International Disarmament Institute News

Pacific “Downwind” Countries

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Radioactive fallout from French and UK Pacific atmospheric nuclear weapons tests extended beyond the test sites and was detected throughout the Pacific region. For example, starting in 1957, Aotearoa New Zealand established a monitoring system to detect radiation levels across the Pacific, sampling air, water, milk and fish at stations located throughout the region, producing annual reports on the data. Fallout from French nuclear weapons testing was detected in Samoa, Tonga, Fiji, Tuvalu, Aotearoa New Zealand, the Cook Islands, Niue and Tokelau. Australia also established a system for monitoring extra-territorial fallout and reported detecting fallout from French tests.

The US had its own network of radiation monitoring stations throughout the Pacific region, including in Tutuila, American Samoa. However, data on whether fallout extended to the UK, US and French South Pacific territories (American Samoa [Non-Self-Governing Territory administered by the US]; Pitcairn, Henderson, Ducie and Oeno Islands [Non-Self-Governing Territory administered by the UK]; and Wallis and Futuna/Uvea mo Futuna [French Territory]) is not publically available. However, they lie in the vicinity of countries where fallout was detected. It is thus quite possible the 79,000 people living in these territories may also be considered at elevated risk of being victims of nuclear testing.

The following documents offer information on the humanitarian, human rights and environmental impact of fallout on countries downwind from Pacific, particularly French, nuclear tests. The International Disarmament Institute has also produced detailed reports on:

Key Indicators of Humanitarian, Human Rights and Environmental Harm from Fallout from Nuclear Weapons Testing in the Pacific

  • Monitoring systems of the Australian and Aotearoa New Zealand governments detected fallout from French Pacific nuclear testing across the South Pacific region, including in Aotearoa New Zealand, Australia, Cook Islands, Fiji, Niue, Samoa, Tokelau, Tonga and Tuvalu. The current population of these states – some 30 million people – may be considered at elevated risk of being victims of nuclear testing.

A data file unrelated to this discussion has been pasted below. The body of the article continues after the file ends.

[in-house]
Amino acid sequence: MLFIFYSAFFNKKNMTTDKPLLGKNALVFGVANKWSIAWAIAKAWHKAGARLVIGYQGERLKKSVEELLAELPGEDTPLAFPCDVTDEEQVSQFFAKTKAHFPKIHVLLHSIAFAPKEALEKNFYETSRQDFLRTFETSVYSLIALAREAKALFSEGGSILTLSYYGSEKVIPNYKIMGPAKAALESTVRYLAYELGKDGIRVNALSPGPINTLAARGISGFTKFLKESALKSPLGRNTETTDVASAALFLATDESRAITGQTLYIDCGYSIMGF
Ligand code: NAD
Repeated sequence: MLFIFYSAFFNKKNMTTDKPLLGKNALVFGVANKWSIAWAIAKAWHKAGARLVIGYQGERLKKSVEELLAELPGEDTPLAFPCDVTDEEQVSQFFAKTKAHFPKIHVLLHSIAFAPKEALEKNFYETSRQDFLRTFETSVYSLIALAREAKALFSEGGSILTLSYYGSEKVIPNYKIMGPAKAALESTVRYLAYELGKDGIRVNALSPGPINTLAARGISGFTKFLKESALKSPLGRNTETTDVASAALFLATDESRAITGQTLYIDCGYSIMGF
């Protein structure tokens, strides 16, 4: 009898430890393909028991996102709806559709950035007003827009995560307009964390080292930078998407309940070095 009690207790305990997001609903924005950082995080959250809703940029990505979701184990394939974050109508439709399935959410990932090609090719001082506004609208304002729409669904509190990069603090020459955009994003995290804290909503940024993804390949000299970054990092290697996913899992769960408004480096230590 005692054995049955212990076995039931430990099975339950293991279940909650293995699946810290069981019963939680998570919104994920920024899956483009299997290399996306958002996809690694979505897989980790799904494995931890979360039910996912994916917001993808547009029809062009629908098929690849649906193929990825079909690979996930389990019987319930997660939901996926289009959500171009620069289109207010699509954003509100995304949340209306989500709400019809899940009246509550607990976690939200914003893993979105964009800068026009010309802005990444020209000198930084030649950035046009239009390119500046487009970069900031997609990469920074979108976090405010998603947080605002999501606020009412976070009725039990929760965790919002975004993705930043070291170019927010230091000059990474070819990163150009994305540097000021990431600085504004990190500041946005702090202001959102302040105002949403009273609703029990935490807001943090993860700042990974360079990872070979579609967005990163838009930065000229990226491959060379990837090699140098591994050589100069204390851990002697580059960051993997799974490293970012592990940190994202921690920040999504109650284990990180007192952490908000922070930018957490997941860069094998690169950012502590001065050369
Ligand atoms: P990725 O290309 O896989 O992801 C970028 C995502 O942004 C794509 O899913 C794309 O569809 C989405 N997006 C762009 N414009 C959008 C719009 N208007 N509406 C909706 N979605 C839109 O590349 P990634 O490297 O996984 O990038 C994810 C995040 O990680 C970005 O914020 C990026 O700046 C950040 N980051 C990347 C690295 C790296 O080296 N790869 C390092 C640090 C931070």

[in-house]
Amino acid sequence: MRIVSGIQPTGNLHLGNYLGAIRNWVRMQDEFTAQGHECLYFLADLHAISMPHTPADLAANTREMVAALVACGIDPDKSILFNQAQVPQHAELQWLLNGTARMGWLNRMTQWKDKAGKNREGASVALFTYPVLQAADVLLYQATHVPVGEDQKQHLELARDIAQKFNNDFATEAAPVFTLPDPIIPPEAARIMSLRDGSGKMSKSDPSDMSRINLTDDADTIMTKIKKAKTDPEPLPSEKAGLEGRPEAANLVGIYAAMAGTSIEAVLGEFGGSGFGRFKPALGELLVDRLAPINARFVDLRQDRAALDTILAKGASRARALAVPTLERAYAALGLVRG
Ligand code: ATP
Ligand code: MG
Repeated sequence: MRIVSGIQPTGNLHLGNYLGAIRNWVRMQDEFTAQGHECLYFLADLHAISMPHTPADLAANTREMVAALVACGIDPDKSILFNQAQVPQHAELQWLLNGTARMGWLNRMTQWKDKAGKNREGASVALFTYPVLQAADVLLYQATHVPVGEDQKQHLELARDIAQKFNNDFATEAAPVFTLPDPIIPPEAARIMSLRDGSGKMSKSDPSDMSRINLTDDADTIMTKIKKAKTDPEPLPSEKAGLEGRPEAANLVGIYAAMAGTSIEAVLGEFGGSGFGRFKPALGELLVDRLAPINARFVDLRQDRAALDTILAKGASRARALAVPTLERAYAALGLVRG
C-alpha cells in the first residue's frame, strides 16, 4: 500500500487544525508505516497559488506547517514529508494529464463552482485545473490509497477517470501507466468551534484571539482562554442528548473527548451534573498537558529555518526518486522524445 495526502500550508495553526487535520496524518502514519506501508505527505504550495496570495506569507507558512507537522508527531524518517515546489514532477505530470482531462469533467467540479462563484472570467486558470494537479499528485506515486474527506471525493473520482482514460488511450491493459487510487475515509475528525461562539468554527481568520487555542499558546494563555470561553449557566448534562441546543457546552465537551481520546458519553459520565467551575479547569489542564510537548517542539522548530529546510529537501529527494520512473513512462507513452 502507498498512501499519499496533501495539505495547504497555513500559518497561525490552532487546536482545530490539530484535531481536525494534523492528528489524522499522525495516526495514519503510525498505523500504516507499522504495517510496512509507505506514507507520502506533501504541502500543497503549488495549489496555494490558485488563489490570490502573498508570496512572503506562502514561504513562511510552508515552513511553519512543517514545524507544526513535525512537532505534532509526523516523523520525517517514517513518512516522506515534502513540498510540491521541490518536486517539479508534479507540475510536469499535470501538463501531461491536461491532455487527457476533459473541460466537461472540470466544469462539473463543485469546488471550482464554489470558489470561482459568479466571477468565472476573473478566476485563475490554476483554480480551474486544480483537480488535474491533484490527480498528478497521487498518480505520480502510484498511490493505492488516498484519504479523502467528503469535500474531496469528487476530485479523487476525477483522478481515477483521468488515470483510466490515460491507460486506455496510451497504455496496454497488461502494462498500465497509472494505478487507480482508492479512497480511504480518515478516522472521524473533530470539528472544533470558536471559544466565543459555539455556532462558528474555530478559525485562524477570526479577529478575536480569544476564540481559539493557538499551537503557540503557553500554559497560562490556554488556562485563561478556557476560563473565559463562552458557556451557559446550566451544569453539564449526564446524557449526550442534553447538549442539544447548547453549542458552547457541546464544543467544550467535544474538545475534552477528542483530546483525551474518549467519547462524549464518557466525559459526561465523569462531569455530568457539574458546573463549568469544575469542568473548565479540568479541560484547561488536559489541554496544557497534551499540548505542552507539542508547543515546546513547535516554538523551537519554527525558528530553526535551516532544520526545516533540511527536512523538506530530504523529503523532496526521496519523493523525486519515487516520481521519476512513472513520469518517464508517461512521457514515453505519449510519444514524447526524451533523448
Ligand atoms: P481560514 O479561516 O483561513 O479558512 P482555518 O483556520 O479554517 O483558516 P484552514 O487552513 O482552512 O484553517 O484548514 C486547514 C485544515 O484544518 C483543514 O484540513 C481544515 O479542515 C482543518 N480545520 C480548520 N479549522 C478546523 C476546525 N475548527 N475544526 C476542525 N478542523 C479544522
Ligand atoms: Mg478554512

• A further 79,000 people live in the non-self-governing territories administered by the US, UK and France that were in the vicinity, but were not included in Australia or Aotearoa New Zealand’s monitoring systems; it is possible they too may be considered at elevated risk of being victims of nuclear testing
  • Mexico and Peru also reported fallout from French Pacific nuclear testing.
  • There is evidence of ongoing venting and leaching of radiation from the test sites in French Polynesia/Te Ao Maohi, which may pose a threat to the marine environment of the South Pacific.

Some of the same countries were exposed to other forms of harm from nuclear weapons:

  • 16,000 Australian and 12,000 Aotearoa New Zealand soldiers risked exposure to radiation from the atomic bombings in Japan, as PoWs and occupation forces.
  • 16,000 military and civilian Australians took part in the 12 atmospheric British nuclear weapons testing program between 1952-1963 on Australian territories.
  • The British nuclear weapons tests left a legacy of environmental contamination.
  • There were an additional 600 British ‘minor trials’ – subcritical tests – that spread radiological and toxic contamination across the South Australia desert.